Marco Scerri, Wen-Li Chen
11/19/2016 - 01/15/2017
FOGSTAND Gallery & Studio is pleased to announce the group exhibition, ISLAND: Marco Scerri and Wen-Li Chen, their first in Taiwan.
The curatorial ambition for this exhibition seeks to address and demonstrate ways of coping with cynical positionality—a dis-position—often found when discussing meaningfulness in the photographic image. In order to better account for such a dialogue, the specific theme of this exhibition is aimed at the viability of exhibition oriented, photographic practice as a method to narrativize tourism’s effect on island communities.
When artists engage in presenting aspects and/or critiques of tourism, they inevitably begin to engender afterimages of tourism’s own dialectic—unmediated locality and its assumed authenticity. It is here, along the contours of a site’s resistance to be represented, where we start to doubt art’s ability to capture such fine resolutions. Representation within art has always been primarily artistic representation, be it the virtuous self-excommunication of modernism or the decidedly reactionary horizontality of post-modernism. Both of these generalized historical contexts did one thing exceedingly well, they produced countless images and generated equal amounts of content. However, this very production must be considered part of the problem of tourism, for both—intentionally or unintentionally—stabilized presence into presentation, which clumsily handles the nuance of any time or place.
This hastily rendered sketch directs us to this following exhibition. Inspired by the hauntological practices of recording artist The Caretaker, ISLAND, Wen-Li Chen and Marco Scerri both address the above complexity without generating any new photographs, without inserting any new perspectives, indeed, without taking up any new positions on their respective islands. Instead, and like the un-authored hisses and cracklings that coincide with the found recordings making up The Caretakers “recordings”, Scerri’s and Chen’s artistic gestures exist within the tonalities of touched photographs and the practical formalities of photographic preservation. They did not work on the islands of Malta or Taiwan, but from abroad via the islands that are photographic archives (both in Malta and Taiwan). In short, Scerri and Chen explore the daunting task of taking care in and, therefore, of deteriorating images depicting a time and a place we no longer have the confidence to say is or is not lost, that is to stay, urgently, even or ever was.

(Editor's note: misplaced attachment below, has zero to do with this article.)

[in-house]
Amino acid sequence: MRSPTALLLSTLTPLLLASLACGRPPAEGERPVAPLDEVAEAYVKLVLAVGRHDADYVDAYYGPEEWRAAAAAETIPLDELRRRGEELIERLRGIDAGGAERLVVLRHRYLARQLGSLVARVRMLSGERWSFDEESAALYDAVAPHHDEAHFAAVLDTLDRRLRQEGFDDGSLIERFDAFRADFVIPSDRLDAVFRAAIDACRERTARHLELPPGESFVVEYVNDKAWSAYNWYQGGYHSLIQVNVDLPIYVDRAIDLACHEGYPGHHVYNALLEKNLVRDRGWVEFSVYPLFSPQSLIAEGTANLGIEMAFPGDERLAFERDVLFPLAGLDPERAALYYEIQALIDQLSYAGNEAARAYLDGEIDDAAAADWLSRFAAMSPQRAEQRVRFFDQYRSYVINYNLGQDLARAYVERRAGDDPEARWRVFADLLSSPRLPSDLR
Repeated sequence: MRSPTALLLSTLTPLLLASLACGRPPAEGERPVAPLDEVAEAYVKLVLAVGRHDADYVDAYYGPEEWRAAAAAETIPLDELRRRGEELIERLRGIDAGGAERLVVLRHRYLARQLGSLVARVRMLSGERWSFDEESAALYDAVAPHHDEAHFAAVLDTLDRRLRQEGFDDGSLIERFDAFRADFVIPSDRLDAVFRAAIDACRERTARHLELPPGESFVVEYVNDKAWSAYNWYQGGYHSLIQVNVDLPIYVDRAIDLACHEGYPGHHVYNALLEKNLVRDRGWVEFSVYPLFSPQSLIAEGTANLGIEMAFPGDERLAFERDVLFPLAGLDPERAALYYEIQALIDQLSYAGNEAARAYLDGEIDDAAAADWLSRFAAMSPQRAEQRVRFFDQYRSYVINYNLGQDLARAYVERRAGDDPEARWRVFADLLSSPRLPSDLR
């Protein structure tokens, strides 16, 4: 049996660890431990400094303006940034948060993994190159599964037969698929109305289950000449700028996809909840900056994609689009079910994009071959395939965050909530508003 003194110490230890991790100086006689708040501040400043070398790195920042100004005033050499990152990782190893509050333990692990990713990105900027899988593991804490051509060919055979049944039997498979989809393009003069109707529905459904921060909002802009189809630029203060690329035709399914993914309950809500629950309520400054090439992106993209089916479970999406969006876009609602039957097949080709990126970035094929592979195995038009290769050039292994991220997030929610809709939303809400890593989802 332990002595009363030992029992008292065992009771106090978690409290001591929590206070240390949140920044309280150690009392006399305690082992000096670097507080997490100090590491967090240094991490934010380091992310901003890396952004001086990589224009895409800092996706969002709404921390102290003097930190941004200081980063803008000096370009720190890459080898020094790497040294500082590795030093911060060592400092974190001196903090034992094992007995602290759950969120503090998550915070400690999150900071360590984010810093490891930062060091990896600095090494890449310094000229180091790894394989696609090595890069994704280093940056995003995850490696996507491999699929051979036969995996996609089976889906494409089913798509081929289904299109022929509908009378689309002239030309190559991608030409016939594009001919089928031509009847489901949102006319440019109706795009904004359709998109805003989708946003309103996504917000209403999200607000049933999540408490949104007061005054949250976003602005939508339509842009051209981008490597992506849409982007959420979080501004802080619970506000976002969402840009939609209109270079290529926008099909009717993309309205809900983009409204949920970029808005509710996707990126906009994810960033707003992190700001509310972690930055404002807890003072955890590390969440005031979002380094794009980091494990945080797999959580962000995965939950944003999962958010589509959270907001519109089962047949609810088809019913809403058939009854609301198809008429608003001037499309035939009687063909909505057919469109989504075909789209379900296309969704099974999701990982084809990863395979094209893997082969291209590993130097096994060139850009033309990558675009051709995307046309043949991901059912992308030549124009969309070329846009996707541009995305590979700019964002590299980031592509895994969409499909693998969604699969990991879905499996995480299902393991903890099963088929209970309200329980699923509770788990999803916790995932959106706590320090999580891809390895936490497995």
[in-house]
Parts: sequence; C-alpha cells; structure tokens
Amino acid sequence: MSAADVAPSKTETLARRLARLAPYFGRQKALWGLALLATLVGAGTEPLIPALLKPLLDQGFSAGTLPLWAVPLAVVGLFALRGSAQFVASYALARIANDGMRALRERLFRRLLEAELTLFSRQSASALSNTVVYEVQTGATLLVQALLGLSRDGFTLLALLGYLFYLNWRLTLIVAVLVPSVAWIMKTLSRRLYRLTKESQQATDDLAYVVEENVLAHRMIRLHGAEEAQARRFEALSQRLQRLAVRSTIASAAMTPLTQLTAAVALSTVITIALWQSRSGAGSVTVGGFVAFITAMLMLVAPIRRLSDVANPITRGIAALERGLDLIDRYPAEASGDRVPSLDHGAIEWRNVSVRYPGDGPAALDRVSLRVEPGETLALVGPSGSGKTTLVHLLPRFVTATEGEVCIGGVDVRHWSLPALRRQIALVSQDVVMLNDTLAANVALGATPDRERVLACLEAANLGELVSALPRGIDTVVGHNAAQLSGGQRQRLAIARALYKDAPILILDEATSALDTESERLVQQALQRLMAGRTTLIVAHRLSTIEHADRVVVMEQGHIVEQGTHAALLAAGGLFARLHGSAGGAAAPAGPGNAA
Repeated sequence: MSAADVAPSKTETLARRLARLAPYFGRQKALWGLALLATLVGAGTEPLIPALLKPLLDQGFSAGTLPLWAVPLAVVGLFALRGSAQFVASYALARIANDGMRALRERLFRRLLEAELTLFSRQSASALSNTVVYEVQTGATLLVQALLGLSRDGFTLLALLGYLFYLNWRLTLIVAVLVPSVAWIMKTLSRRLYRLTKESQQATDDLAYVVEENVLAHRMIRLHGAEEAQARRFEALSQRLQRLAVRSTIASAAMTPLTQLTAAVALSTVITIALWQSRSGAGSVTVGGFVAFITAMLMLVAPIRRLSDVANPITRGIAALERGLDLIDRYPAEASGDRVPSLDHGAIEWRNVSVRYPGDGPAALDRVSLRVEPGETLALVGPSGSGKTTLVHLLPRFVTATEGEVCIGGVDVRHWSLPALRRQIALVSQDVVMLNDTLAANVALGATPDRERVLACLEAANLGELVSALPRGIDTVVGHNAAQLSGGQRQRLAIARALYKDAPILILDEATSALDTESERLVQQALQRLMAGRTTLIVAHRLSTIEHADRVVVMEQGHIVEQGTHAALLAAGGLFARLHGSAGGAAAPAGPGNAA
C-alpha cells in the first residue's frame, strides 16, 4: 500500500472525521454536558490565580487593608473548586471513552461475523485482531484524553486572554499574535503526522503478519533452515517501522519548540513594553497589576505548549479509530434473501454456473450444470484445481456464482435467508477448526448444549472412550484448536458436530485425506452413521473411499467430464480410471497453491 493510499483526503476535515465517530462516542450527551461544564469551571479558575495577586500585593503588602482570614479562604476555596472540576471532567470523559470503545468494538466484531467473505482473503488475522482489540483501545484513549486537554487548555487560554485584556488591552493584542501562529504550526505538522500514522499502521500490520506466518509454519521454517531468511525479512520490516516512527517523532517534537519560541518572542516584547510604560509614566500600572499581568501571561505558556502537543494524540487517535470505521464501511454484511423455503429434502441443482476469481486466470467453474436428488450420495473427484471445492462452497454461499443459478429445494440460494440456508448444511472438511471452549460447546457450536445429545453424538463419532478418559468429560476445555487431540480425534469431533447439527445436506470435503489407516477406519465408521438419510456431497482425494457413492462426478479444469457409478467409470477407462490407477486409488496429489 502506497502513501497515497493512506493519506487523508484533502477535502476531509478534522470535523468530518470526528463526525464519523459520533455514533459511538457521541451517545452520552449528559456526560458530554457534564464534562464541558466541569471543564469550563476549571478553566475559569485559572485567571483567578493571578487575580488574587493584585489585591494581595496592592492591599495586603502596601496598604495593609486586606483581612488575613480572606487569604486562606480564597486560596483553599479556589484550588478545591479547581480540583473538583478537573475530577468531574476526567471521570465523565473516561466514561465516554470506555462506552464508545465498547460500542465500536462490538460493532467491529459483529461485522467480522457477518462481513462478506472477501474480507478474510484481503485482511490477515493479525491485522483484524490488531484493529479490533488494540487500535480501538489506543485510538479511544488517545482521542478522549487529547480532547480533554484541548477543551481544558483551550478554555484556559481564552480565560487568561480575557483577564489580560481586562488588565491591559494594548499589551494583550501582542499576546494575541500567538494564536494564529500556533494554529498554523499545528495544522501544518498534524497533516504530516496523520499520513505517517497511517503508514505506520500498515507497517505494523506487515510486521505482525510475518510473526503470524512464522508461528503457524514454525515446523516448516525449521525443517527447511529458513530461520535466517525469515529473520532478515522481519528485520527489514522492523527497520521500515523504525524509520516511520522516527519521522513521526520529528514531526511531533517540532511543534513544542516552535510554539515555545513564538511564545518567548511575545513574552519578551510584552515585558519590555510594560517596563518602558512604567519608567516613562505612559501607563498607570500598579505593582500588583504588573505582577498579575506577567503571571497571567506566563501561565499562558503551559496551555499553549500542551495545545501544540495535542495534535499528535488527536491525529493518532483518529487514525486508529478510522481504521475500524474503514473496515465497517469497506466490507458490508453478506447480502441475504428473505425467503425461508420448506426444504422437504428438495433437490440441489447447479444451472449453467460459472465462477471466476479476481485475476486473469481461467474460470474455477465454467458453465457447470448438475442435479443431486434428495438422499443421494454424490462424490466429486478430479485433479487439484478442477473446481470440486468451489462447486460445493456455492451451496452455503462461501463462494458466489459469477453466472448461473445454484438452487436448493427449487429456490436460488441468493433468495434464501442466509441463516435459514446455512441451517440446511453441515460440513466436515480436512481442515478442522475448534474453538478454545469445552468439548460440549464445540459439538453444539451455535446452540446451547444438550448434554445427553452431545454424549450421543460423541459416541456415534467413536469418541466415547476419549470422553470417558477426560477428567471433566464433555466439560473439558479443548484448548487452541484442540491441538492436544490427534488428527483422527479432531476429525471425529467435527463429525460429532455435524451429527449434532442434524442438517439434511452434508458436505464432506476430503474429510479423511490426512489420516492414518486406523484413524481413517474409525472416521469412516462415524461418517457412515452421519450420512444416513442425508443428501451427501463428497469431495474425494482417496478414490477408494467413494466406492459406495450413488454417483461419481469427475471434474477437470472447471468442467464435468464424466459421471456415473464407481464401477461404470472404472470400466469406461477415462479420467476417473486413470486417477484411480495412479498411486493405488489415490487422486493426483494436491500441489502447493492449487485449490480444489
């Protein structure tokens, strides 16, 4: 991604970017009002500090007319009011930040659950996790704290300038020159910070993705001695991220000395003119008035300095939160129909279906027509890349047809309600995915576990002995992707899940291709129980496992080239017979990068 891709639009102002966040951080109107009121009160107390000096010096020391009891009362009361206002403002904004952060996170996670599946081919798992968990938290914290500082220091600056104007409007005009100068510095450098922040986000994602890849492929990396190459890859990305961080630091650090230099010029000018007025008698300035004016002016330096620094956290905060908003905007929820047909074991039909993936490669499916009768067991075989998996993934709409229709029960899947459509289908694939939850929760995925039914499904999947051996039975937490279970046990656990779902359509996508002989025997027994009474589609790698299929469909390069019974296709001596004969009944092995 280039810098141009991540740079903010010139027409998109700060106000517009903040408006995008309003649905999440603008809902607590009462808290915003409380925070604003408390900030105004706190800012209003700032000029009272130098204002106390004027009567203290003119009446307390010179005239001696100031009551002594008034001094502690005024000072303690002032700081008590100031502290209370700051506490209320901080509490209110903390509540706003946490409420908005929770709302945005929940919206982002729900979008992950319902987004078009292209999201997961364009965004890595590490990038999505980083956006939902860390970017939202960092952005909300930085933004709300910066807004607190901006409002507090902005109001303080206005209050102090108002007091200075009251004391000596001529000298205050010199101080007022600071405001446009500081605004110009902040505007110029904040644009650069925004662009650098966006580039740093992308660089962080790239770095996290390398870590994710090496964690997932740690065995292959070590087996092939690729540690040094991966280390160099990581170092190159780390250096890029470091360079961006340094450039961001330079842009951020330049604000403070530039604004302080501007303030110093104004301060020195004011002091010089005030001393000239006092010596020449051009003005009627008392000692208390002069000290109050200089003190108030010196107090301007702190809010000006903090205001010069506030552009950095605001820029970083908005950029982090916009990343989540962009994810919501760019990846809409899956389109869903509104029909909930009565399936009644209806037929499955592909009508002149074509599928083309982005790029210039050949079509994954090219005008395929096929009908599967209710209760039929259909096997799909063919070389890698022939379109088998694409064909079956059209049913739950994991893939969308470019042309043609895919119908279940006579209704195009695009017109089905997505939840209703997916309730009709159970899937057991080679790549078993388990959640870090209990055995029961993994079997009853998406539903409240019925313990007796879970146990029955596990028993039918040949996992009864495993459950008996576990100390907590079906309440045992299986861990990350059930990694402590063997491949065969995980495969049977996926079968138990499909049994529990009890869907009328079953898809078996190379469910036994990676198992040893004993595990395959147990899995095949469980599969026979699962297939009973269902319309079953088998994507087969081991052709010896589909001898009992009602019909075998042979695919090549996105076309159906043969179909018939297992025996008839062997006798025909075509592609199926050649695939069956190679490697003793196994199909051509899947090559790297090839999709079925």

Marco Scerri’s photographic contributions were sourced from and with the support of the Malta National Archives. The actual photographs are the work of an islander, May Agius, an unknown, amateur Maltese photographer. Her photographs are a visual record of the life and landscape on the island of Malta during the 1960’s, when the country was a British colony. One important reason why these photographs found their way to the Malta Archive was due to the level of care taken by the original photographer to archive their own collection. In short, the question of whether the archival tendency or the photographic integrity played the dominant role in the photos avoiding permeant displacement is important.
Wen-Li Chen’s photographic contributions originate more autobiographically. Her selected photographs chronicle something simple, yet urgent in the discussion of identity, namely the cover of commercial photo-lab photo books. The photographs, while simple, are startling in what they are able to convey, since underneath the foreign images that make up the cover is the history of her and her family. So to these odd images—an image of 10 unknown babies, an image of a small boy and what appears to be his dog and a series of uncredited paintings—somehow become a sort of adopted family photographs.
Photo by Jing-Yi Lin
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2018 project support provided by the Visual Arts Fund, administered by Midway Contemporary Art with generous funding from The Andy Warhol Foundation for the Visual Arts, New York.